- Work Breakdown Structures: Moving from initiation to execution, the Work Breakdown Structure plays an important role. A WBS is a hierarchy of tasks that represents not only the work for each task, but also the size, cost, and duration of the task. Throughout execution, the WBS will keep tasks in order.
- Manage forecasts and budgets throughout the project: During the project execution process, your project needs to stay on budget. As your project moves from initiation to execution, a well-integrated solution will track ongoing costs, revenues, and other financial metrics.
- Production Orders: Throughout execution, materials, labor, and the like have to be accounted for and transferred to the client. Dynamics 365 supports finished item and consumed item methods, with optional linking to order.
- Purchase Orders for Projects: The purpose of the purchase order determines when the purchase order is consumed and, therefore, when items are charged on a project. Dynamics 365 allows you to create purchase orders in many ways and link them to the project—create one directly, create a purchase order from a sales order, or create a purchase order from an item requirement.
- Sales Orders for Projects: In Project management and accounting, you can register the consumption of items in several ways. You can sell items or purchase items from a project, or reserve items for a project. There are many ways to order items and track them—sales order, inventory journal, item requirement, and purchase orders.
- Process Invoices: The invoice process (and whether or not you issue an invoice) depends on many factors. Dynamics 365 allows for the easy creation of invoices from preliminary invoices or proposals, reviewing and sending them from within the platform.
- Calculating the Cost to Complete: When you create an estimate, you can choose the method that is used to calculate the cost to complete the project. There are many factors that go into this. Track the variables in Dynamics 365 with ease including actuals, remaining budgets, estimates, templates, and others.
Learn more about the project execution process within Dynamics 365 from their product capabilities overview.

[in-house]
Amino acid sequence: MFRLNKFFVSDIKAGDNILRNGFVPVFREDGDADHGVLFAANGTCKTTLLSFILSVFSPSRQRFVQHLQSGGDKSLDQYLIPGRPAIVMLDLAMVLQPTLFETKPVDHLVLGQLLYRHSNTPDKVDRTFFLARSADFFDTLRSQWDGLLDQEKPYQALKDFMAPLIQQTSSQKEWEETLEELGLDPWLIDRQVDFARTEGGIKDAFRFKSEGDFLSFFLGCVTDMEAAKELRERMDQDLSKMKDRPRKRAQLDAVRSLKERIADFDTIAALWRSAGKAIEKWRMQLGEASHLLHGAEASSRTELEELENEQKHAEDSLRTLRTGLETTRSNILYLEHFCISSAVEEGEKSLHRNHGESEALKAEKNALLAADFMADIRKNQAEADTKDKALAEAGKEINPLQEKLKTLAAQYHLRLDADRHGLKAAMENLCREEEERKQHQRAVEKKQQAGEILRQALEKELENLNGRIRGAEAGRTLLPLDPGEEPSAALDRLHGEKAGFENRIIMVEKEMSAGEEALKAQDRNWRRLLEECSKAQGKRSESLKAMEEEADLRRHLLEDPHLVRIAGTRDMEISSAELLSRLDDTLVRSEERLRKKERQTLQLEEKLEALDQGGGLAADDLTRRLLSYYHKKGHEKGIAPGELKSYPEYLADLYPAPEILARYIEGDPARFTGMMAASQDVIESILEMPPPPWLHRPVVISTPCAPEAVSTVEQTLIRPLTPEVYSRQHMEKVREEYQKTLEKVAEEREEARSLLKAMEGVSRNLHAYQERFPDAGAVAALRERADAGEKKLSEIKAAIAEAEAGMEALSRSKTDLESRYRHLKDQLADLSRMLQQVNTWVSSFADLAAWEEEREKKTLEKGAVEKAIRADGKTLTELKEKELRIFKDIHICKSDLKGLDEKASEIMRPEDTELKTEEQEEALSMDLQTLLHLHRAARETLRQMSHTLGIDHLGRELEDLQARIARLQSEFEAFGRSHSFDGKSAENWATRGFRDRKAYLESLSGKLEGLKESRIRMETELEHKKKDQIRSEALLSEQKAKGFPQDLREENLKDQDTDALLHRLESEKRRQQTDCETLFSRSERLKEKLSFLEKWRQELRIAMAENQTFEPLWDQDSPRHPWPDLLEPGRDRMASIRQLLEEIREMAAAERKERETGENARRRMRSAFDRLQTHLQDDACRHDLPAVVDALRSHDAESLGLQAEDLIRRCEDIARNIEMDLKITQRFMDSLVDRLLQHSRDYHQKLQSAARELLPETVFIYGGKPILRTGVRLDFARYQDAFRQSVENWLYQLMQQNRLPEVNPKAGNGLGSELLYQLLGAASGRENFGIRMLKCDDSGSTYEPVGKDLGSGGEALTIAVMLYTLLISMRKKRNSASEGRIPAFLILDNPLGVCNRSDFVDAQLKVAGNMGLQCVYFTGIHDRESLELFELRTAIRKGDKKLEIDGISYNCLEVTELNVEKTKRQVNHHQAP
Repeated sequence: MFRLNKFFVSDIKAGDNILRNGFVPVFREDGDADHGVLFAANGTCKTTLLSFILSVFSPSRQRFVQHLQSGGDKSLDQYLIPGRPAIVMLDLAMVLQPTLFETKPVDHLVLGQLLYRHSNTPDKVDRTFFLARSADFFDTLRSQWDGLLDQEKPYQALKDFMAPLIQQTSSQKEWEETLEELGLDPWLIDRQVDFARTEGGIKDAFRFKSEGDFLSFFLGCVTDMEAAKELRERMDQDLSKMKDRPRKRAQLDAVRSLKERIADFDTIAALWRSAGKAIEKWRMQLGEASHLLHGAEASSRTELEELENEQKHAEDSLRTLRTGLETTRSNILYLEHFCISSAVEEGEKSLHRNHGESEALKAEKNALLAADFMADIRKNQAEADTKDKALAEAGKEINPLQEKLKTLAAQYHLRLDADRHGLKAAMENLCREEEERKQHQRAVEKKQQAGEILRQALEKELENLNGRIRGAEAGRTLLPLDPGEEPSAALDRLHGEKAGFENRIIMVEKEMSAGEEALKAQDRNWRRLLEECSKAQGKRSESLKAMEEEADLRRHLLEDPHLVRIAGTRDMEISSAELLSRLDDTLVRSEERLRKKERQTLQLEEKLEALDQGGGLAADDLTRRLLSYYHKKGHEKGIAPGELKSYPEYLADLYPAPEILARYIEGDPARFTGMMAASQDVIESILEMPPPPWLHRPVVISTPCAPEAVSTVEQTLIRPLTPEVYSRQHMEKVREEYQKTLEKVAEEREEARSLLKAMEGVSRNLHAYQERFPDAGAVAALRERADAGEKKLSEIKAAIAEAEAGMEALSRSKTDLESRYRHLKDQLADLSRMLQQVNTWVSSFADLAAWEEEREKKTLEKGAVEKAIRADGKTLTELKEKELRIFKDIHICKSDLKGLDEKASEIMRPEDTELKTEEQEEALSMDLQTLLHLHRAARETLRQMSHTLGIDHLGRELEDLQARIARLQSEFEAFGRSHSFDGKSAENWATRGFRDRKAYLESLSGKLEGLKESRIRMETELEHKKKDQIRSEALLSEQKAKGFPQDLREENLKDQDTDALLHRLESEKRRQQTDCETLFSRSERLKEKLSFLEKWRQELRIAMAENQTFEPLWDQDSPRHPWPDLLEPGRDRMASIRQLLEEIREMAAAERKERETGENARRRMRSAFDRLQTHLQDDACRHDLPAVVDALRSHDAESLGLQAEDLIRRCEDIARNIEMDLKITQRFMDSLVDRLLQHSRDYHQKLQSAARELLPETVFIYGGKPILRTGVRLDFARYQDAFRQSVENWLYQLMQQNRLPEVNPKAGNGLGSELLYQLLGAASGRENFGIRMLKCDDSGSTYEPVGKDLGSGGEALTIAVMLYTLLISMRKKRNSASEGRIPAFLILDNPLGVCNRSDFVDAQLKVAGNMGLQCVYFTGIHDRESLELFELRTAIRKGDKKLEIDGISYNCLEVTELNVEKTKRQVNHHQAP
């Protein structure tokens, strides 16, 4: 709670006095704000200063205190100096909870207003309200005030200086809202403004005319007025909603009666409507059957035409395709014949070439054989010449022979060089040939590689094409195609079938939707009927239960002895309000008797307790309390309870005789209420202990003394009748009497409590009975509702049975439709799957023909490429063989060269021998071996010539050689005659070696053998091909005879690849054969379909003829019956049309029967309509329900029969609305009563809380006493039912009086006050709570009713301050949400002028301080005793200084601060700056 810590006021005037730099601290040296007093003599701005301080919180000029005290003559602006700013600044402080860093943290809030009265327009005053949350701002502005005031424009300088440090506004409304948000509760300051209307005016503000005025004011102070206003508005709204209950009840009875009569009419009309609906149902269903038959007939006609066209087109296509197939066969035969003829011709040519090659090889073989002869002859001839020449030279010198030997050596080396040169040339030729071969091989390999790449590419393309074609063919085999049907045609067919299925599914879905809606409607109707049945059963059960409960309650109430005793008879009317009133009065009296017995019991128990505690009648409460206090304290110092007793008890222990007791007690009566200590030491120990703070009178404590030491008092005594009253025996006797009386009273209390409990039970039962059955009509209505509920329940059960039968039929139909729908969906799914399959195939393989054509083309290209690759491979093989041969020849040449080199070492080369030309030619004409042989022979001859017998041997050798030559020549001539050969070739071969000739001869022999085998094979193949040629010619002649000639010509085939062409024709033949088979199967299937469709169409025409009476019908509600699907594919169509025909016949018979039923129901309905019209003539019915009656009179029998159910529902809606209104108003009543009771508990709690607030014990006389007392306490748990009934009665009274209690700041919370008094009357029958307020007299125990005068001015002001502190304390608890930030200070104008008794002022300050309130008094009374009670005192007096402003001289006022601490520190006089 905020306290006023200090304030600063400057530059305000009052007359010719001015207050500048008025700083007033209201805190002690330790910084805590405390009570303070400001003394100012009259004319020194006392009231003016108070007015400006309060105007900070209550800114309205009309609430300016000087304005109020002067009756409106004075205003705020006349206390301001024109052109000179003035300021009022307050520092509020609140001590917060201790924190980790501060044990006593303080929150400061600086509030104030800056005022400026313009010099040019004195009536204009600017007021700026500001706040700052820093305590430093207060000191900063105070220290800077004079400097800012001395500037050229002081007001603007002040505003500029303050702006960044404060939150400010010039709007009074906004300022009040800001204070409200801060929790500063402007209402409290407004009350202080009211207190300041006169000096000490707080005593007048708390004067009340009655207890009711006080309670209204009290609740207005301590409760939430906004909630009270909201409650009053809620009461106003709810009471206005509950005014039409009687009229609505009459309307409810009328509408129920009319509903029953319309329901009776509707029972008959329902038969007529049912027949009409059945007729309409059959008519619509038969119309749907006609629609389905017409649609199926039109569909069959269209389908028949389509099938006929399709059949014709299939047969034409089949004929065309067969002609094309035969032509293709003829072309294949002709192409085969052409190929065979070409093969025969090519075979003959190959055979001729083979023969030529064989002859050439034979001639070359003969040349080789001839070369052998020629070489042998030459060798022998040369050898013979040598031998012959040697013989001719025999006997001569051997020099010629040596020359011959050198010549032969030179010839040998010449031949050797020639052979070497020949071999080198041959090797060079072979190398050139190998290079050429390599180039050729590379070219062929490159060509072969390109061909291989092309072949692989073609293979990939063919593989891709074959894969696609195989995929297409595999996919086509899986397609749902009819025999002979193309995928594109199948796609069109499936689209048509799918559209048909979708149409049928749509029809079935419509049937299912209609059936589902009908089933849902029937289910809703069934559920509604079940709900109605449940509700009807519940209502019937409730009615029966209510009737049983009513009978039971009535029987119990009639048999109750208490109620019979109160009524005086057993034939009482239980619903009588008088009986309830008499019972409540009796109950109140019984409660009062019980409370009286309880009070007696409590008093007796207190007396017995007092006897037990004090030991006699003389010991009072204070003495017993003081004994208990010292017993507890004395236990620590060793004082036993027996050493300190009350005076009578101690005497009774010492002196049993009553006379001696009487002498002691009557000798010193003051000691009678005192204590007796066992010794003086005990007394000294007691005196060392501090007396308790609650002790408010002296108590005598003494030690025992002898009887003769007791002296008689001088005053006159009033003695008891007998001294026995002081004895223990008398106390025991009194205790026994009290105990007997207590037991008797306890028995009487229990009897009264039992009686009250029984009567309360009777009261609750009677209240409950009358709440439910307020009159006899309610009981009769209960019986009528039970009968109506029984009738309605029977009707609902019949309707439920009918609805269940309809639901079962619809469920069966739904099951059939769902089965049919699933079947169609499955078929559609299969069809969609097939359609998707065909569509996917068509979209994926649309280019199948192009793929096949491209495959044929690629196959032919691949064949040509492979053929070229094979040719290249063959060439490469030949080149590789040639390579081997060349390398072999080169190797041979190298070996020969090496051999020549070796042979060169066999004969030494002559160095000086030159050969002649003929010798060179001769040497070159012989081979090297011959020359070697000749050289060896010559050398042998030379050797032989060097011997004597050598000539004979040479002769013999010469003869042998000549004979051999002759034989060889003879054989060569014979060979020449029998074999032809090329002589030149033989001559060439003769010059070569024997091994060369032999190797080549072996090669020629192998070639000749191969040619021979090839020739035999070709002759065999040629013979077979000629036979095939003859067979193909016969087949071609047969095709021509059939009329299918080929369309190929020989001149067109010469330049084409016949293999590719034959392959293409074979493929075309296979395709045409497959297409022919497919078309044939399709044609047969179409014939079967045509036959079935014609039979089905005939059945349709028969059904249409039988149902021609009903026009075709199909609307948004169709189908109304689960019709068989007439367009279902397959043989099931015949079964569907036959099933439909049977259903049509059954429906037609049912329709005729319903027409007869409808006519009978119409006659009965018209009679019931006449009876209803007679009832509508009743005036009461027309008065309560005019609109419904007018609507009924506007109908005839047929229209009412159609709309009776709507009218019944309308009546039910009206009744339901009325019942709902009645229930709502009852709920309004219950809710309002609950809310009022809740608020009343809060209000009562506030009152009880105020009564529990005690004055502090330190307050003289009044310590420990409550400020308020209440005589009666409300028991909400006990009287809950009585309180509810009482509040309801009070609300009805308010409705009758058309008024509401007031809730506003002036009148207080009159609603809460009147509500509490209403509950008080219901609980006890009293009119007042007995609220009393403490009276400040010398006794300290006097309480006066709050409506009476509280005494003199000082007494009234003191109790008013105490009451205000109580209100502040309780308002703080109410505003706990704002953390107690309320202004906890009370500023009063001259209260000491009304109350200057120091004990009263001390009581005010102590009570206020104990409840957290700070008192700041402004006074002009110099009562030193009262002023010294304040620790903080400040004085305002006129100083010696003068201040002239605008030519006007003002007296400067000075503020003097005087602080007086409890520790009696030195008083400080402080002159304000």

In order to ensure profitable, timely projects in the future, it pays to analyze projects so you know how to improve the results in the long run. From cash flow to cost review to utilization and more, Dynamics 365 makes it easy to analyze the success of projects and improve them in the future.
- Cash Flow: Use cash flow monitoring to review both the forecasted cash flows and the actual cash flows for a project. You can review cash flows while a project is in progress, or you can view the cash flows of a completed project. By monitoring cash flows, you can evaluate a single project, use the reports to view multiple projects, and transfer project cash flows to the cash flow forecasts in the general ledger.
- Cost Control: You can monitor the costs that your organization incurs during a project on the Cost control page. By comparing the original budgeted costs for the project with the current actual costs and the committed costs, you can determine whether the project is on track, over budget, or under budget.
- Utilization Analysis: The utilization rate is the percentage of time that a worker performs billable or productive work in a specific working period. Billable hours are the worker’s hours that can be charged to a specific customer.
Get to Know Dynamics 365
Project management is often a challenge that plagues companies looking to make the most of their business, and this is a decent—albeit brief look at the project management process in Dynamics 365. Learn more about the functionality here, and stay tuned for an upcoming blog on the enhancements that have been made since the introduction. Ready to learn more about taking your business further with Microsoft Dynamics 365? Contact us today.